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Jane Wakefield: Educate, agitate, organise

"We don't want no education" Pink Floyd once whined -- neither, it would seem, does Tony Blair want you to have any -- not on the Net at any rate.
Written by Jane Wakefield, Contributor

Education, education, education -- not one of Tony Blair's more inspired mantras and as class sizes swell and schools fall down, its probably one that keeps him awake at night.

Living in East London is not as depressing as you might imagine but what does get me down is the state of the schools. Go to the leafy suburbs and there are plenty of purpose built schools with airy classrooms and huge playgrounds but in the East End many of the children go to the same schools their Victorian forefathers would have attended.

In some parts of Hackney children have to play on the roof as there is no room to build a playground.

So what if the buildings are falling down, so what if five year olds have to have their classroom on the top floor of a dilapidated Victorian monstrosity? What matters is what goes on inside and, if you choose to believe the government's rosy statistics about Internet use in school, at least the classrooms themselves are modern, equipped with PCs and Internet access with our children on the cutting edge of 21st century technology. According to the latest government report, nearly 90 percent of primary schools and almost 100 percent of secondary schools are now wired, conjuring up a picture of kids happily surfing away in every classroom in the country as part of Tony's vision for a digital Britain.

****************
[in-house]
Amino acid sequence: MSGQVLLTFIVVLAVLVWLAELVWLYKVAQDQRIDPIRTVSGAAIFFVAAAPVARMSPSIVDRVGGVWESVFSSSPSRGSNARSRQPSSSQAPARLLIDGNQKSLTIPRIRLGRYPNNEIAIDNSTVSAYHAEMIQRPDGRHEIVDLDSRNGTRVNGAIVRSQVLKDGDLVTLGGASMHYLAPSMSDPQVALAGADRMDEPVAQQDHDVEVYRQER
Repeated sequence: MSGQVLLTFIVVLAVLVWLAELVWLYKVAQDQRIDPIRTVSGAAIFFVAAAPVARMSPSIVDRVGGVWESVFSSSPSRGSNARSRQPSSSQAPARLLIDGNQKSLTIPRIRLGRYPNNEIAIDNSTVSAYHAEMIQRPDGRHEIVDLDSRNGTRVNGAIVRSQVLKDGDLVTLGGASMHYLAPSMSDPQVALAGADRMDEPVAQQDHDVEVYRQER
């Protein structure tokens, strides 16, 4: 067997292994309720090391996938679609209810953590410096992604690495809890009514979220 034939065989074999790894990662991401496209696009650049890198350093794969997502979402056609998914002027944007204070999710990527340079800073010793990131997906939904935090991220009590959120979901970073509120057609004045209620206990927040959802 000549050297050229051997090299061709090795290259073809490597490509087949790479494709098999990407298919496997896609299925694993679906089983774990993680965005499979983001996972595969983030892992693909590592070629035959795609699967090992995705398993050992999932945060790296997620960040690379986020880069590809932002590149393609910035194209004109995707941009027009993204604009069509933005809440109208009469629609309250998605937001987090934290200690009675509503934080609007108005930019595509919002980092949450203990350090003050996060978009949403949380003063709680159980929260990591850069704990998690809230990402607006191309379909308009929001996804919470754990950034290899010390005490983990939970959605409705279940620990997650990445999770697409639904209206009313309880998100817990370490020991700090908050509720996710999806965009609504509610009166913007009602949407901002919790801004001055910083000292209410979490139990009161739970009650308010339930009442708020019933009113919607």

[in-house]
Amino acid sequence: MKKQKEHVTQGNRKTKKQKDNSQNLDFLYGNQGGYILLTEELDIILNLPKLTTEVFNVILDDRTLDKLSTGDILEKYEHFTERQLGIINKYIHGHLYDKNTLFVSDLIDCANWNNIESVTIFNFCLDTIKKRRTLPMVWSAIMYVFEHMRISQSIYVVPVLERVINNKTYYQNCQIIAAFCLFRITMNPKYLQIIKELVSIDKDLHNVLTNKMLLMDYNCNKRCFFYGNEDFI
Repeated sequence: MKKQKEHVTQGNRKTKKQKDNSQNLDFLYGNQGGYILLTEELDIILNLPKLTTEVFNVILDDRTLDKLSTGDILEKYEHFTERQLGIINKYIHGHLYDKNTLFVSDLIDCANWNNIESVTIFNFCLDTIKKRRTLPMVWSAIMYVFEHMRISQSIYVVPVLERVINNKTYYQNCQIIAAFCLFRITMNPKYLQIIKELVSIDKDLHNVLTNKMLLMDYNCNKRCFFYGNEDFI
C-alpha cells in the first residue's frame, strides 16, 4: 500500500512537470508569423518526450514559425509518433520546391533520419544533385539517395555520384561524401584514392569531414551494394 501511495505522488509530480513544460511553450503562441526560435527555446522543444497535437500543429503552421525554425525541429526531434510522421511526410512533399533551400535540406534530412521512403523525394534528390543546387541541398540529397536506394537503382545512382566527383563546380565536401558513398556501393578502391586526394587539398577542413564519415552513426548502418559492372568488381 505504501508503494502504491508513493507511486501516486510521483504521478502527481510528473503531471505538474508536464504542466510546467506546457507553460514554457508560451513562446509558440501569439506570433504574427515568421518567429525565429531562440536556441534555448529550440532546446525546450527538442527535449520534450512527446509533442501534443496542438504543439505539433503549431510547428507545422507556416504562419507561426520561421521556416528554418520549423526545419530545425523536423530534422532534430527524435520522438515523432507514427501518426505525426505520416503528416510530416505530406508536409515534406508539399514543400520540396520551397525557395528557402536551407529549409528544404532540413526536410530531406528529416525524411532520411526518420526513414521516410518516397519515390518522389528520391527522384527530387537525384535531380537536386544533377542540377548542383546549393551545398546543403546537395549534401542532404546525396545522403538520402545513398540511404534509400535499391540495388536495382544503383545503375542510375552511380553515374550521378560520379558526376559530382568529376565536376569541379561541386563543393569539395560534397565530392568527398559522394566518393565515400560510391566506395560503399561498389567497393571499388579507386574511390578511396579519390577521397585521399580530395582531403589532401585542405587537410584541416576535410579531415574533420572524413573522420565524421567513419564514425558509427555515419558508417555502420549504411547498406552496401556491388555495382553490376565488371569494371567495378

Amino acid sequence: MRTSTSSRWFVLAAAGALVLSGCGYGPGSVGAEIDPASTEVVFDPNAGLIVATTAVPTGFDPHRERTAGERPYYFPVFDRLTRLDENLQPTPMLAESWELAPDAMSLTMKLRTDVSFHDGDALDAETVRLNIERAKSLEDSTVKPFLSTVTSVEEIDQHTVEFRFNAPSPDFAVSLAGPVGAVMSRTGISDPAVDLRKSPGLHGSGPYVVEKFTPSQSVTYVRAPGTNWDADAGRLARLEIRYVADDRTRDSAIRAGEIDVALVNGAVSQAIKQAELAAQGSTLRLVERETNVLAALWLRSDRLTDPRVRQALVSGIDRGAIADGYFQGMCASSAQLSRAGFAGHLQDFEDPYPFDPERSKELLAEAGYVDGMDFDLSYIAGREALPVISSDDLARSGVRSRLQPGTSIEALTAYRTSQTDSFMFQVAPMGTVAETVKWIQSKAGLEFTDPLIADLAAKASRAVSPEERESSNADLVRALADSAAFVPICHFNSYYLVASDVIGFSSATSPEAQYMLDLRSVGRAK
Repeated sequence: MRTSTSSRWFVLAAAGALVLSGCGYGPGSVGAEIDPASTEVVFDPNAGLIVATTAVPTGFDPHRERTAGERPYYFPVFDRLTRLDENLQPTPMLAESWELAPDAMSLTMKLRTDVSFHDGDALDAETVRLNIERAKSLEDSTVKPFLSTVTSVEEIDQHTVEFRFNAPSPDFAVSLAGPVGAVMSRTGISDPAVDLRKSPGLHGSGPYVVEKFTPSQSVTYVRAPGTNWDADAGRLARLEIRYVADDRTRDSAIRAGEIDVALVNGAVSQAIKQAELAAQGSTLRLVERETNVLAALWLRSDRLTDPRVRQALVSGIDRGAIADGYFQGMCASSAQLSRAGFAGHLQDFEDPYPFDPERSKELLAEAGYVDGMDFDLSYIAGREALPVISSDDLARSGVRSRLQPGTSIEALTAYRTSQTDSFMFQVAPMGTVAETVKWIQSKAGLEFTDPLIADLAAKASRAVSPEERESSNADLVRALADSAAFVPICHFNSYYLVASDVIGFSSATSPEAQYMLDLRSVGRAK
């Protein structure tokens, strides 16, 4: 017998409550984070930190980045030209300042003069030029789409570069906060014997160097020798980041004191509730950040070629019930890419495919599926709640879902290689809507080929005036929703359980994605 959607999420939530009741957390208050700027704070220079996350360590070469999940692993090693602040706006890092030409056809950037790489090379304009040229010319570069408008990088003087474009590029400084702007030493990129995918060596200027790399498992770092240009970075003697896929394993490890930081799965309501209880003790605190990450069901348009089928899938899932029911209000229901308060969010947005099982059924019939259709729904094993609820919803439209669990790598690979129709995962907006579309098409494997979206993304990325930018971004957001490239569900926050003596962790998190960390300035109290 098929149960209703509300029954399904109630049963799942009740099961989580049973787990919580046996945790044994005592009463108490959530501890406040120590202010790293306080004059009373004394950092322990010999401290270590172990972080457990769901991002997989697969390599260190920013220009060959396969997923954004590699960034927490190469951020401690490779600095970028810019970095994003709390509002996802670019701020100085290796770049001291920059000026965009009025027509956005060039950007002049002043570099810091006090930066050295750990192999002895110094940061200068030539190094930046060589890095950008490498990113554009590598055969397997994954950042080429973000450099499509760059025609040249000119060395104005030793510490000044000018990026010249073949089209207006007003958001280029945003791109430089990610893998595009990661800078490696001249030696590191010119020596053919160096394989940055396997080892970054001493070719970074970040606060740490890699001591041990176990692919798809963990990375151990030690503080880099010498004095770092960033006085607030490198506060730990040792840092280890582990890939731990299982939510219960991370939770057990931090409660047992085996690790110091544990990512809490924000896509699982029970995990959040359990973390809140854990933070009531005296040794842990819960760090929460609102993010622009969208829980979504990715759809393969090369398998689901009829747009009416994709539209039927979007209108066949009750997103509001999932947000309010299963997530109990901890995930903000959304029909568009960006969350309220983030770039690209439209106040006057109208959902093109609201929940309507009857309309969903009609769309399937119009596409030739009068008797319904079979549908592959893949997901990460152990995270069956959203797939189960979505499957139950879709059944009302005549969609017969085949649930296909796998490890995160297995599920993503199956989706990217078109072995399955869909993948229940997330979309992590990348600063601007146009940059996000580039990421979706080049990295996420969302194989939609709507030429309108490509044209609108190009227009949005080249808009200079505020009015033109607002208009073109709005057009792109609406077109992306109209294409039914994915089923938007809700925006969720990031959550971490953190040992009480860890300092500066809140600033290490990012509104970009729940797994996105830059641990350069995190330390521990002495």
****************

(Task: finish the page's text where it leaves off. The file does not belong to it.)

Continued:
Except the reality is slightly different. True, many primary classrooms now have a computer but it is highly unlikely that this PC will have an Internet connection (and, for once, I speak with a small degree of authority as I used to be a teacher in East London). In fact, in my experience, the PC in the corner of the classroom was more likely to be gathering dust than a happy band of technology-literate children.

This is because, on the whole, teachers in overcrowded classrooms do not have the time or the skills to use PCs to their best advantage. Not bad teaching, just lack of resources. If Tony Blair's mantra is education, education, education then the teachers' response is resources, resources, resources.

The government has been the naughty boy in the class over its presentation of the facts surrounding Internet access in the classroom. It has, I suggest, been more than a little economic with the truth.

While it may be true that 86 percent of primary schools and 98 percent of secondary schools have Internet access, this access is far more likely to be in the school office than in the classroom.

The government has put more spin around its e-education stats than the princess in Rumplestiltskin put on her wheel. The reality is that most primary schools have no more than one Internet-enabled PC and most secondary schools have a computer suite that kids will get to use once a week if they are lucky.